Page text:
Do you know what makes the world pretty great? That it contains hundreds of different breeds of dog! We don’t think much could be any better than that.
It does mean though that when it comes to feeding our dogs, one size most certainly does not fit all; after all, consider the difference between a Great Dane and a Chihuahua. You couldn’t possibly feed them the same thing or amount, because they have entirely different bodies, biological make-ups and nutritional needs.
Now, that kind of logic needs to be applied to dogs of all sizes. These two breeds aren’t alone in having their own health requirements. When picking out dog food, you need to be considering your pooch’s breed size.
What breed size is your dog?
For the most part, your dog’s size will be determined by their breeds. For example, Jack Russell Terriers are small dogs, whereas Dalmations are medium size, and German Shepherds are large.
There can be some leeway, but it’s generally thought that:
- Between 1 and 10kg = small breed
- Between 11 and 26kg = medium breed
- Above 27kg = large breed
Small Dogs and Toy Breeds
If you have one of these little fellas, it’s important to keep them fit and healthy by providing them with the right diet.
See, because of their tiny bodies, smaller breeds have a lot of energy, which is burnt off very quickly due to a high metabolism. This means that they need slightly more calorific food, with kibble that has a higher density of calories and energy. They also require a lot of fatty acids, like Omega-3 and Omega-6, as well as protein to help them stay nice and active.
Having tiny tummies means they can’t eat a lot at once. They need feeding little and often to ensure that their blood sugar doesn’t drop, and this is important because they’re at a greater risk of a nasty thing called hypoglycemia which causes all sorts of horrible symptoms, and can even prove fatal in some cases.
Because of their unique nutritional needs, it’s important to give your teeny pals special small breed dog food to ensure these are being met.
Medium Size Breeds
Obviously, feeding a high calorie and energy-dense kibble to your medium size pup isn’t a great idea. Why? Because if they can’t burn off all those calories and all that protein, they’ll quickly gain weight. Their bodies aren’t suited to carry the extra weight, which means it places a strain upon them and can cause health problems.
We have a huge range of medium breed dog food, as well as specially formulated recipes for older pooches, those watching their weight, and grain-free food to suite all taste buds and cater for the nutritional needs of these breeds.
Large Size Breeds
The biggest of our four-legged friends, these hounds grow very big, very quickly! It’s important to tackle their dietary requirements from a young age by feeding them large breed dog food from puppyhood like Cadence here, who won’t stay this tiny for long!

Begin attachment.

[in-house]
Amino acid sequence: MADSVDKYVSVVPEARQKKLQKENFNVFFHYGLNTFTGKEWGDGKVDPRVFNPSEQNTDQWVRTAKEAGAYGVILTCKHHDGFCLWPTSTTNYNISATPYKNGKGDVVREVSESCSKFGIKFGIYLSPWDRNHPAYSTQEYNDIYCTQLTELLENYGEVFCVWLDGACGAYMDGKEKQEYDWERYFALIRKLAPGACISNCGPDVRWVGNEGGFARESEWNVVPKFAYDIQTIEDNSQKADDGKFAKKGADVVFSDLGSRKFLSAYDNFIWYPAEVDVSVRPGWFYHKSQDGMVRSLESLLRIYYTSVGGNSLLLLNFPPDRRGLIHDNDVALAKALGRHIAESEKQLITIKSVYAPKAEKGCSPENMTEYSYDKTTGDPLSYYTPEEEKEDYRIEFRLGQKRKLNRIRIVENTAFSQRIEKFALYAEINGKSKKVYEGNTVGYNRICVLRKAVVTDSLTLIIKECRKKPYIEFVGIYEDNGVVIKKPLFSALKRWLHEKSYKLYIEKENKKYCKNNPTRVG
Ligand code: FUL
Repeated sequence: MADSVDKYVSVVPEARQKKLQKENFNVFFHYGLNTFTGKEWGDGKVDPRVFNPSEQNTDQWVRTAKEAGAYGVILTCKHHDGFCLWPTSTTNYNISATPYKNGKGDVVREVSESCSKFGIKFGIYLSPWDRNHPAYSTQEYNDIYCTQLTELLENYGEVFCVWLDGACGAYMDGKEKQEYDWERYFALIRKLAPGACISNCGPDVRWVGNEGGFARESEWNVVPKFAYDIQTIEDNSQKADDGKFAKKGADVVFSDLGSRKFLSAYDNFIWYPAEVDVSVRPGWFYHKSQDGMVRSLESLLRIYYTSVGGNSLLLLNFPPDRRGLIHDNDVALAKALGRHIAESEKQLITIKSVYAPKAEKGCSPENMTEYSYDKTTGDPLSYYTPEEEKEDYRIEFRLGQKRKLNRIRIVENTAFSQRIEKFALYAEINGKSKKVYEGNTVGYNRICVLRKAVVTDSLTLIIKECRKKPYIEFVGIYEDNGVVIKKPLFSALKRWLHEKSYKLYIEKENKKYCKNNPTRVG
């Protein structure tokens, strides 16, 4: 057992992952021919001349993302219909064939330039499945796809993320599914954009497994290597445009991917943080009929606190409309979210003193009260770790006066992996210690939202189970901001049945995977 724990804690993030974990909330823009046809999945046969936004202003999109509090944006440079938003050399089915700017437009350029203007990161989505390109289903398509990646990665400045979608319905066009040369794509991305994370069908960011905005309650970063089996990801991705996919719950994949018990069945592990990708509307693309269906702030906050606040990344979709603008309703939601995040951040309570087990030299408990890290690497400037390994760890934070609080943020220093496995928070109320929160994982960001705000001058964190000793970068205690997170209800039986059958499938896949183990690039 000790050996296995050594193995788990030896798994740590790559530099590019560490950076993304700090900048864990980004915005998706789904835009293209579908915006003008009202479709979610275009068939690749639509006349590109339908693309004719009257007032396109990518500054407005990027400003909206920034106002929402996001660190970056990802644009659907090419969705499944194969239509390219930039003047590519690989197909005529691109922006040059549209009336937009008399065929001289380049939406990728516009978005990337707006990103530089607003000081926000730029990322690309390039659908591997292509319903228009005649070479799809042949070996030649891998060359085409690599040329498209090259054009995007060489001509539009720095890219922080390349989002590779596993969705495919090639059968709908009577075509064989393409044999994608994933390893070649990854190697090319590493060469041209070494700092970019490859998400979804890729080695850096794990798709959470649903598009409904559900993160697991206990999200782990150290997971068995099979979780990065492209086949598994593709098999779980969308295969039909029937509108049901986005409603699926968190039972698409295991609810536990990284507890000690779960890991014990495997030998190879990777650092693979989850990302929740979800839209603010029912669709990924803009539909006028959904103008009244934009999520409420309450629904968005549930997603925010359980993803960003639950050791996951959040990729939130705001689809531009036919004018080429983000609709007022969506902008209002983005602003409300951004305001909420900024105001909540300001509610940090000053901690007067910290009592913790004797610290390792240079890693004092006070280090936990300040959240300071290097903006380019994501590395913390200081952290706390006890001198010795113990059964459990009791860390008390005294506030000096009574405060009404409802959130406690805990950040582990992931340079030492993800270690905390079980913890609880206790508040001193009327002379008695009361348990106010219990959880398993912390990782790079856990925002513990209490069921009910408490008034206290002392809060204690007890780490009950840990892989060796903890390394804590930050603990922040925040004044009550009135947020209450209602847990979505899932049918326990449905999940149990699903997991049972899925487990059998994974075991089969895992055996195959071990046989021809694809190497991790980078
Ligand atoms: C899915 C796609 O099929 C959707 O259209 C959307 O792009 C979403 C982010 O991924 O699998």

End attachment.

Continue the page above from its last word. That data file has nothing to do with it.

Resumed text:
Additionally, their growth rate means that they actually reach adulthood faster than other dog breeds. What this means is that their joints need extra support from a younger age, as they will be affected not only by growth, but by size as they are supporting a larger body. It’s important to ensure that your pet food contains plenty of tasty nutrients that look after joints; such as glucosamine, chondroitin, and recipes rich in lamb.
Playing it Safe
Putting breed health requirements aside for a moment, there are other reasons why feeding the wrong kind of food for your breed of dog could pose a risk to them.
Firstly, weight. Like we’ve already mentioned, putting on a few pounds can become highly risky for our four-legged friends; their bodies simply aren’t built to carry it. To avoid horrible illnesses or even fatal cases, ensure that you are always feeding the right amount of product.
Feeding guides should be based on weight, not breed exclusively. While we offer a rough guide on all of our products, it’s important to speak to your vet to be exact. If you have noticed your pooch carrying that little bit of extra weight, nip it in the bud by helping them slim down.
Another issue is kibble size. Remember, smaller tummies mean smaller mouths (and throats) so toy breeds may not be able to chew kibble in standard sized dog food, and it could become a choking hazard. Feeding for breed size really is important!
Whatever size your canine companion is, we hope they’re loving their Barking Heads dinners as much as Bonnie is! Make sure to send us a picture on Twitter, Facebook or Instagram, or let us know if you have any other doggie diet questions!
Read next: How to Keep Your Puppy Entertained